(159)
             
Cash at beginning of period
                      27
 
                    186
             
Cash at end of period
 $                  20
 
 $                  27
             
Supplemental disclosure of cash flow information:
     
             
   
Cash paid for interest
 $                    -
 
 $                    -
             
   
Cash paid for taxes
 $                    -
 
 $                    -
             
Non-cash investing and financing activities:
     
             
 
Conversion of related party notes and advances to Series A preferred stock
 $          228,345
 
 $                    -
             
 
Conversion of related party advances to common stock
 $          224,270
 
 $                    -
             
 
Common stock issued for the acquisition of the assets
 $          244,088
 
 $                    -
             
 
Common stock issued for accrued interest
 $              5,352
 
 $                    -
             
 
Note payable related to asset acquisition
 $          325,000
 
 $                    -
             
See accompanying notes to consolidated financial statements.
     

 
 
F-6
 
 
 
Omni Ventures, Inc. and Subsidiary
Notes to Consolidated Financial Statements
September 30, 2011 and 2010
 
NOTE 1 - NATURE OF OPERATIONS AND SUMMARY OF SIGNIFICANT ACCOUNTING POLICIES
 
Organization, Nature of Operations, and Asset Acquisition

Omni Ventures, Inc. (the “Company,” “we,” “us,” “our” or “Omni”) is a Kansas corporation formed on August 14, 2008.  

The Company intended to develop properties on Indian reservations. However, during February 2010 there was a change in control as well as the business plans of the Company.

On November 15, 2010, the Company entered into a Purchase Agreement, Security Agreement and Promissory Note with Agile Opportunity Fund, LLC (“Agile”) to purchase certain assets defined as the “Diamond Decision Assets” which Agile had simultaneously purchased from the Trustee in the Diamond Decisions Inc. Chapter 11 Bankruptcy Case. With this purchase and our entry into the apparel industry and generation of revenues, we have exited the development stage.

PRVCY Couture, Inc. (“PRVCY”), a wholly-owned subsidiary of the Company, was incorporated in the State of Nevada on December 7, 2010 to receive the assets defined as the “Diamond Decision Assets” and to engage in the manufacture and sale of men’s and women’s clothing. The assets purchased were inventory, equipment, customer lists, domain names, websites, copyrighted materials, and trademarks. The purchase price to be paid by the Company to Agile was for the assets was 16,500,000 shares of Omni common stock and a $325,000 senior secured promissory note to Agile due November 14, 2011, bearing interest at 9% that is secured by substantially all assets of the Company. See Note 6 for Agile’s put right for Omni shares.  Management completed a valuation of the consideration paid and the assets acquired and determined that based on the fair value of the assets acquired as the more reliable measure, the total value of the assets acquired was $569,088 and the value assigned to the shares paid was $0.0976 per share.  In accordance with ASC 805-50-30 for acquisition of assets rather than a business. the Company used the relative fair value method of allocating the fair value to the assets acquired. In addition, since the valuation method used the fair value of the assets acquired as the more reliable measure, 14,000,000 of the 16,500,000 common shares paid were expensed as $1,366,892 of transaction costs (see Note 10).  The relative fair value assigned to the assets acquired, which in this case was the same as the fair value was as follows:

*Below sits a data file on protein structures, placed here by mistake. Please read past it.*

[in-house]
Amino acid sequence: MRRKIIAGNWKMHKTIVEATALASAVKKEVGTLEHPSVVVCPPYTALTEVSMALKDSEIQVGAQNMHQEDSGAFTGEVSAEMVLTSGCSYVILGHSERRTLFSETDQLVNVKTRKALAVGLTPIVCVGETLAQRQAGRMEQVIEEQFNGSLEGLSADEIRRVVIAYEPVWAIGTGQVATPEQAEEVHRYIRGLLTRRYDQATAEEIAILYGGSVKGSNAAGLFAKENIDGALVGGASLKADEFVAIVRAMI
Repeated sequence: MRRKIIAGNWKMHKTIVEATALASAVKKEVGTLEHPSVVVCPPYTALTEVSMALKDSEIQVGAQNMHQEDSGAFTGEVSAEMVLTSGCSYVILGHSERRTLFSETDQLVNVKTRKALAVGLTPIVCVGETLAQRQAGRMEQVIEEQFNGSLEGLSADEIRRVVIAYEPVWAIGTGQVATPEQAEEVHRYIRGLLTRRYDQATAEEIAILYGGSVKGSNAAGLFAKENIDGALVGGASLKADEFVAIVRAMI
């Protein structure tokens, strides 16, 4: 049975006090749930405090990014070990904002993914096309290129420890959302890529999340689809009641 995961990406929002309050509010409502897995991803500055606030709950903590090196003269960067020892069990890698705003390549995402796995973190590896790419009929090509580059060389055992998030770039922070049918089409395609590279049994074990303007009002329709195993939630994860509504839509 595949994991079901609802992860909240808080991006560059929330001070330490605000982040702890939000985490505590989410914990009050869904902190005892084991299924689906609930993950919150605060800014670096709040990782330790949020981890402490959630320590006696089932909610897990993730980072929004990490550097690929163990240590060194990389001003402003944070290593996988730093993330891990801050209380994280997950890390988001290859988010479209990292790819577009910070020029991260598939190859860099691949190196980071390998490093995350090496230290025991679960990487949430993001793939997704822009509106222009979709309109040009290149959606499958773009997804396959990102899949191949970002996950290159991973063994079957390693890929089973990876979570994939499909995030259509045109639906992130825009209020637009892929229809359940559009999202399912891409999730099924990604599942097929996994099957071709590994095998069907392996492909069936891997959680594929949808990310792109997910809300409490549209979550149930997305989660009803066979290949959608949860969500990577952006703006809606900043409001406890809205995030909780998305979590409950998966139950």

Inventory
  $ 495,498  
Design and Sample Making Equipment
    26,660  
Office Furniture and Equipment
    46,930  
Intangible Assets (1)
    -  
Total
  $ 569,088  
         
(1) The intangible assets include trademarks, copyrights, domain names, websites, and customer lists. These assets were assigned a zero fair value.
 

Principles of Consolidation

The consolidated financial statements include the accounts of Omni and its wholly-owned subsidiary, PRVCY.  All significant inter-company balances and transactions have been eliminated in consolidation.

Use of Estimates

The preparation of consolidated financial statements in conformity with accounting principles generally accepted in the United States of America requires management to make estimates and assumptions that affect the reported amounts of assets and liabilities and disclosure of contingent assets and liabilities at the date of the consolidated financial statements and the reported amounts of revenues and expenses during the reporting period.  Actual results could differ from those estimates.  Significant estimates in the accompanying consolidated financial statements include the fair value and relative fair value allocation of a group of assets acquired, allowance for doubtful accounts receivable, valuation of inventory, valuation of websites developed, depreciable lives of property and equipment, sales return reserve, valuation of share-based payments including the shares issued for the assets acquisition, and the valuation allowance on deferred tax assets.

Cash and Cash Equivalents

The Company considers all highly liquid investments with an original maturity of three months or less when purchased to be cash equivalents.

Accounts Receivable

Accounts receivable are customer obligations due under normal trade terms. Senior management reviews accounts receivable on a monthly basis to determine if any receivables will potentially be uncollectible. The Company includes any accounts receivable balances that are determined to be uncollectible, along with a general reserve, in its overall allowance for doubtful accounts. After all attempts to collect a receivable have failed, the receivable is written off against the allowance.